Bitcoin's Biggest Bull Isn't 'Long Crypto', He's 'Short Government'
Shifting digital fiat into cryptocurrency, he reasons, will be the only way to preserve privacy. Plus, cryptocurrency will allow individuals and businesses to trade in jurisdictions where parties don't trust electronic fiat – or each other, for that matter – because they know cryptocurrencies cannot be tampered with.
"If you want to have a financial presence – and not have somebody else know what you're doing at all times – then you'll use a form of cryptocurrency."
But there may be limits to the value propositions of even true cryptocurrencies today. For example, Hayes sees small value transactions are out of line with a once resounding narrative in the space, that bitcoin is – and should be – a payment system for consumers. Hayes told CoinDesk:
"I don't think bitcoin is going to replace consumer facing activities, like buying a cup of coffee or buying a magazine at a 7-Eleven."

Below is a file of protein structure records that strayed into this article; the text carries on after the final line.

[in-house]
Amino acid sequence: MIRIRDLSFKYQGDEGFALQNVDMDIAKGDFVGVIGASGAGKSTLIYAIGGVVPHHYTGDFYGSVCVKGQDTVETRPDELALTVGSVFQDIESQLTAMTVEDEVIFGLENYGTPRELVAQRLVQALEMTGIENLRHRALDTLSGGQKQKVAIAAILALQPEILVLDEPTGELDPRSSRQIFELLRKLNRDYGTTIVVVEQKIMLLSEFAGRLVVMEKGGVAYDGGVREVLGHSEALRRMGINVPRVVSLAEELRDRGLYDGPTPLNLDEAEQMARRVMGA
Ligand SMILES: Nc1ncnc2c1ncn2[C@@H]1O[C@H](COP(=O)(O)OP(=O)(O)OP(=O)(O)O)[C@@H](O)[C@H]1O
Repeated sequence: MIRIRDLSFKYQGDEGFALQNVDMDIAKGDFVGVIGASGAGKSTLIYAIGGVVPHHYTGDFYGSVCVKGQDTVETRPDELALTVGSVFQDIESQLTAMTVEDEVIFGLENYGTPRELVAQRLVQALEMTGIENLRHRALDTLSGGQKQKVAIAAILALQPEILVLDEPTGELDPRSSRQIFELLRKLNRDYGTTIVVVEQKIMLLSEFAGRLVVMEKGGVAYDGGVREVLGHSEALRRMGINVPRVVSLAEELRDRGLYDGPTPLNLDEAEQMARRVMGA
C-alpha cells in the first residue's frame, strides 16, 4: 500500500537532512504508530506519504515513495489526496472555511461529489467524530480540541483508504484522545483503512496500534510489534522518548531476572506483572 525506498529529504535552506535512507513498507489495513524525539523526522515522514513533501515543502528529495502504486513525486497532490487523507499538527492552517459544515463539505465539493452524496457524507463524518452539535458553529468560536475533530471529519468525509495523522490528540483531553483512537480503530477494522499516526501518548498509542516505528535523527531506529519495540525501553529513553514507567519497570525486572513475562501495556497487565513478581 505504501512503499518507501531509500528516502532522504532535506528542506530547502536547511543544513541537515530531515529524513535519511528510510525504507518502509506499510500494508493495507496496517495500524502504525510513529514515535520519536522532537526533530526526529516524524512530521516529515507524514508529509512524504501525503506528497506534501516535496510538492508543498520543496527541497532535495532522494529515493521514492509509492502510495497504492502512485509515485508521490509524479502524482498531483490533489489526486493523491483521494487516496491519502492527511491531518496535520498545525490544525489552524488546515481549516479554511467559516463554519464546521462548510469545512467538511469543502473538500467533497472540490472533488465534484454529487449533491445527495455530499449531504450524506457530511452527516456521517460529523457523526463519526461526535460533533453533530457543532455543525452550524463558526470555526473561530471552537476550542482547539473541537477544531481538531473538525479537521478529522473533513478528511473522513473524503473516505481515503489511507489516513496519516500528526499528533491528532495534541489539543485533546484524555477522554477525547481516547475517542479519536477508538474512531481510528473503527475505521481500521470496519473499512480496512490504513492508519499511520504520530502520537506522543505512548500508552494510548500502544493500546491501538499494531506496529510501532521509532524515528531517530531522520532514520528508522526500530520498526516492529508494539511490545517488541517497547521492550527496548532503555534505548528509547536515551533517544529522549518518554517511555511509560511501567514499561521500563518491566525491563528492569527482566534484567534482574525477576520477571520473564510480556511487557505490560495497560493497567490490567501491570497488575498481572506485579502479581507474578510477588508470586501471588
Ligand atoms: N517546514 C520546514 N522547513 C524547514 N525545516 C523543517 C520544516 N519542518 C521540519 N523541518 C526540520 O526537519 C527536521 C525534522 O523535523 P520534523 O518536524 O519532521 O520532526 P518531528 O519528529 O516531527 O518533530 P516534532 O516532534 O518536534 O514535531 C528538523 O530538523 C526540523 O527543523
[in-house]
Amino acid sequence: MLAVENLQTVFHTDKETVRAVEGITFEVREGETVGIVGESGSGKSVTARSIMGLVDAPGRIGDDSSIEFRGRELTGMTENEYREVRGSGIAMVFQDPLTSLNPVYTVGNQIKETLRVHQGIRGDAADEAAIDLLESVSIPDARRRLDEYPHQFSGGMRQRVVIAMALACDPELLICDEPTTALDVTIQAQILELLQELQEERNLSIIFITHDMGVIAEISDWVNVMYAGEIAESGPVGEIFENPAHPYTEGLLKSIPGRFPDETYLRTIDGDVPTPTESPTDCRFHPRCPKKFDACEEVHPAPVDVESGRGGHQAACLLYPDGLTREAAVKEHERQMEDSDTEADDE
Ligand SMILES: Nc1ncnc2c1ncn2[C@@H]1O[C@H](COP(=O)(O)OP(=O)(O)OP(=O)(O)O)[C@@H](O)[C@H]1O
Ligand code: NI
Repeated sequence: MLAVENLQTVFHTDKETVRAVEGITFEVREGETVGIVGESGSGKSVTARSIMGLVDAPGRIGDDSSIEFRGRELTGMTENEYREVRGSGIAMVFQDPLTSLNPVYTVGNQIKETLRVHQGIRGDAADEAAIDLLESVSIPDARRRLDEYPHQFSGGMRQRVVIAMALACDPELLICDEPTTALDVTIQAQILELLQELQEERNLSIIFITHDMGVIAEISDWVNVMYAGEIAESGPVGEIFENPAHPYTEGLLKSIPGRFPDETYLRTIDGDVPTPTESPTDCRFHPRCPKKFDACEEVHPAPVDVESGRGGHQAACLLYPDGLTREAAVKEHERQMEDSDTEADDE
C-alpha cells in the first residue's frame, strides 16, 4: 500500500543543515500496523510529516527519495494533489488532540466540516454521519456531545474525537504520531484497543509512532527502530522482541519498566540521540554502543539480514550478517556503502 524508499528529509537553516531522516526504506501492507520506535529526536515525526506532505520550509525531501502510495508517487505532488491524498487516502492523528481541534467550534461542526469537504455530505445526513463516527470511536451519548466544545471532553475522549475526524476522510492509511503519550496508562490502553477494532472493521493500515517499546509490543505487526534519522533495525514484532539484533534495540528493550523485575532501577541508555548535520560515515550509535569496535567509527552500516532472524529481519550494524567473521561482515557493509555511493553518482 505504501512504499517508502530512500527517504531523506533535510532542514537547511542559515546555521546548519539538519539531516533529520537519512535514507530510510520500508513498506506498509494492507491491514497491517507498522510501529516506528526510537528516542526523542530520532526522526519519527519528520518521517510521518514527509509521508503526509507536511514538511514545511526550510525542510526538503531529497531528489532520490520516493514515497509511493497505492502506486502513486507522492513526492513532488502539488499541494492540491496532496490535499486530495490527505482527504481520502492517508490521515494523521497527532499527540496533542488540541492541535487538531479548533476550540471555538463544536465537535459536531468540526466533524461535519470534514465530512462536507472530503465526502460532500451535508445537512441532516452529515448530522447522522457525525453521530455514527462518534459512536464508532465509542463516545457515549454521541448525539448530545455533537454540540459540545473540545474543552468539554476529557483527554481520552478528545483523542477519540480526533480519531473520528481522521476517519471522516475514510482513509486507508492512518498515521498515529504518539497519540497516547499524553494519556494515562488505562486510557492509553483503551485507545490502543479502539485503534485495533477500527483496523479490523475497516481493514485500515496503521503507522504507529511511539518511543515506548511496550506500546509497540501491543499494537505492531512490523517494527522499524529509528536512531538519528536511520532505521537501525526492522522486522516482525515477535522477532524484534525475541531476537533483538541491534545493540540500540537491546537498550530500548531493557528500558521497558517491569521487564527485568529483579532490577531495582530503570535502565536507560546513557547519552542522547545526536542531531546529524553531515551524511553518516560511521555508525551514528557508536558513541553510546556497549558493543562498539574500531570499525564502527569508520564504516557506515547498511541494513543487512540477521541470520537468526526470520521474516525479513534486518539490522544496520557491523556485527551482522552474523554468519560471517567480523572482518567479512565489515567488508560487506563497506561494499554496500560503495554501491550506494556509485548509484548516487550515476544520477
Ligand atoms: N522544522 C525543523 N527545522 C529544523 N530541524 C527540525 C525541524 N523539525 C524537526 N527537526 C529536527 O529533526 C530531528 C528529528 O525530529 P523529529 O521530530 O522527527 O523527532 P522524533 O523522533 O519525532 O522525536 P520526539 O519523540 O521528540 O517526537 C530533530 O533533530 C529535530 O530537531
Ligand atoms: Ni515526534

Hayes called bitcoin's user experience "terrible" for these purchases, because public blockchains are slower than private payment systems. So, for a trip to Starbucks, buying coffee with Apple Pay is a better experience than paying with bitcoin, he contends. It's an interesting observation in that many of bitcoin's strongest proponents tend to envision a world where the cryptocurrency is used for everything. Even still, Hayes is just as bullish on bitcoin, as he continues to reiterate what a fantastic mechanism it is for online international payments and anonymity.
And "those trade flows are massive," he said.